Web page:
17. 17. Personal code of ethics Salespeople should abide by their own codes of ethics, they are tempted to avoid difficult ethical choices by developing "logical” reasons for unethical conduct. 3 choices when a manager asks to engage in activity you consider unethical. Ignore your personal values and do what your company asks you to do. Take a stand and tell your employer what you think. Refuse to compromise your principles.
  18. 18. SELLING ETHICS AND RELATIONSHIP– The core principle at work in considering ethics in professional selling is the principle of fairness. The buyer has the right to make the purchase decision with equal and fair access to the information needed to make the decisions. Further, all competitors should a fair access to the sales opportunity.
  19. 19. RELATIONSHIPS WITH CUSTOMERS• Areas of ethical concern involving customers include using deception; offering gifts, bribes and entertainment; divulging confidential information and rights to privacy and backdoor selling.
  20. 20. Deception• Deliberately presenting inaccurate information, or lying, to a customer is illegal. However misleading customers by telling half-truths or withholding important information is a matter of ethics. Bribes, gifts and entertainment• Bribes are payments made to buyers to influence their purchase decisions.• Kickbacks are payments made to buyers based on the amount of orders placed.
  21. 21. Continuation Buyers typically are sensitive about receiving expensive gifts, according to Shirley hunter, account manager for Teradata. Some guidelines for gift giving are as follows:• Check you motives for giving the gift.• Make sure the customer views the gift as a symbol of appreciation and respect with no strings attached.• Make sure the gifts does not violate the customers or your firms policies.• The safest gifts are inexpensive business items imprinted with the salesperson company name or logo
  22. 22. Special treatment• some customers try to take advantage of their status to get special treatment from salespeople. Confidential information• During sales calls salespeople often encounter confidential company information such as new products under development, costs and production schedules. Offering information about customers competitor in exchange for an order in unethical. Backdoor sellingSalespeople engage in backdoor selling when they ignore the purchasing agents policy, go around his or her back, and contact other people directly involved in the purchasing decision.
  24. 24. RELATIONSHIP WITH SALESPERSON’S COMPANY EXPENSE ACCOUNTS• A salesperson who cannot live within the company compensation plan and expense policies has two ethical alternatives:3) Persuade the company to change its compensation plan or expense policy.4) Find another job.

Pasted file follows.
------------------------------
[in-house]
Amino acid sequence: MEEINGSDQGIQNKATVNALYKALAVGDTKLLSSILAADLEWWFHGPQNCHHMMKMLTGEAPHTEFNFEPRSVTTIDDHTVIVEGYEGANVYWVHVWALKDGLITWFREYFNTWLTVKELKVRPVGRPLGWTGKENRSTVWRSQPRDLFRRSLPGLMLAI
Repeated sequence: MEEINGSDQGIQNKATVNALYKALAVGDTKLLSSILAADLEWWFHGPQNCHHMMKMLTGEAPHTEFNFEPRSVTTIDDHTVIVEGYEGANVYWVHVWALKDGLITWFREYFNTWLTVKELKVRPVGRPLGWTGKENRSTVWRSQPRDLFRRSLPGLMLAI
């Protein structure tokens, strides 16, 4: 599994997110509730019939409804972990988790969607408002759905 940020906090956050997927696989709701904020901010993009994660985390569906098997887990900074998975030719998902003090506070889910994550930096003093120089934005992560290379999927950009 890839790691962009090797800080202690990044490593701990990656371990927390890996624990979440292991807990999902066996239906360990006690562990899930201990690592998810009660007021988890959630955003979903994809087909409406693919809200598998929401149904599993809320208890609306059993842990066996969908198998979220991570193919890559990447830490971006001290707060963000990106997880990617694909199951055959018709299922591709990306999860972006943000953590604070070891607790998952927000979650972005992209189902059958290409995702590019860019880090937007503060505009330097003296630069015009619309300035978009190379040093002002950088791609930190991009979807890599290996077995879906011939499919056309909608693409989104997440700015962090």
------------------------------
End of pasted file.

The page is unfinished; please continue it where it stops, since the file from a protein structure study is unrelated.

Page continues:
25. 25.  REPORTING WORK – TIME INFORMATION AND ACTIVITIES• Employers expect their salespeople to work full time.• To monitor work activities, many companies ask their salespeople to provide daily call reports. SWITCHING JOBS• When salespeople decide to change jobs, they have an ethical responsibility to their employers.
  26. 26. The ethical approach to leaving a job includes the following:• Give ample notice.• Offer assistance during the transition phase.• Don’t burn your bridges.• Don’t take anything with you that belongs to the company.
  27. 27. RELATIONSHIP WITH COLLEAGUES SEXUAL HARASSMENT• Sexual harassment includes unwelcome sexual, requires for sexual favors, jokes, or graffiti, and physical conduct. Some actions that are considered sexual harassment are:3. Engaging in suggestive behavior4. Treating people differently because they are male or female
  28. 28. Continuation3. Making lewd sexual comments or gestures4. Joking that has sexual content5. Showing obscene photographs.6. Alleging that an employee got rewards by engaging sexual acts7. Spreading rumors about a persons sexual conduct.
  29. 29. Following are some suggestions for dealing with sexual harassment from customer:• Don’t become so dependent on one customer that you consider compromising your principles to retain the customers business.• Tell the harasser in person or write a letter.• Utilize the sexual harassment policies of your firm and customers firm to resolve problems.
  30. 30. RELATIONSHIP WITH COMPETITORS Making false claims about competitors products or sabotaging their efforts is clearly unethical and often illegal. Another questionable tactic is criticizing a competitors products or policies.
  31. 31. LEGAL ISSUES The activities of salespeople in the united states are affected by three forms:• Statutory law is based on legislation passed by either state legislatures or congress. The main statutory laws governing salespeople are the uniform commercial code and anti trust laws.• Administrative laws are established by local state or federal regulatory agencies. The federal trade commission is the most active agency in developing administrative laws affecting salespeople.